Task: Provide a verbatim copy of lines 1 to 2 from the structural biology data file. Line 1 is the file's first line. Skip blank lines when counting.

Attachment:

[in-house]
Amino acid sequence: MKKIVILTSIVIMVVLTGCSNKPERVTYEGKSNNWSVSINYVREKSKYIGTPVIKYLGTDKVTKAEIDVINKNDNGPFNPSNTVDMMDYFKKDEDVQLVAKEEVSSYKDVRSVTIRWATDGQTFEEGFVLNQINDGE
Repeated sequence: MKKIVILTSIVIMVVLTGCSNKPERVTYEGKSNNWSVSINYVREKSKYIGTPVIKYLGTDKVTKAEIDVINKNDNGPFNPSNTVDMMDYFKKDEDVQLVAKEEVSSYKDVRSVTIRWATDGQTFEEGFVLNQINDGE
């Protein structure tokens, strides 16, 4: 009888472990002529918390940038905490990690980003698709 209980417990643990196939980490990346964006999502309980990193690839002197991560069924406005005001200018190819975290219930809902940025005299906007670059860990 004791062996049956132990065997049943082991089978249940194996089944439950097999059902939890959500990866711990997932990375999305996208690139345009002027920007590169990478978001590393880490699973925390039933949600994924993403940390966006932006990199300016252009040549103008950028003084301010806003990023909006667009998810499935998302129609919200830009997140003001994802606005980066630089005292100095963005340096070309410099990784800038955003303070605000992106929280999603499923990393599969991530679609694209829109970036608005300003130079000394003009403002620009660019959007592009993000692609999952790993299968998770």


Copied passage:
[in-house]
Amino acid sequence: MKKIVILTSIVIMVVLTGCSNKPERVTYEGKSNNWSVSINYVREKSKYIGTPVIKYLGTDKVTKAEIDVINKNDNGPFNPSNTVDMMDYFKKDEDVQLVAKEEVSSYKDVRSVTIRWATDGQTFEEGFVLNQINDGE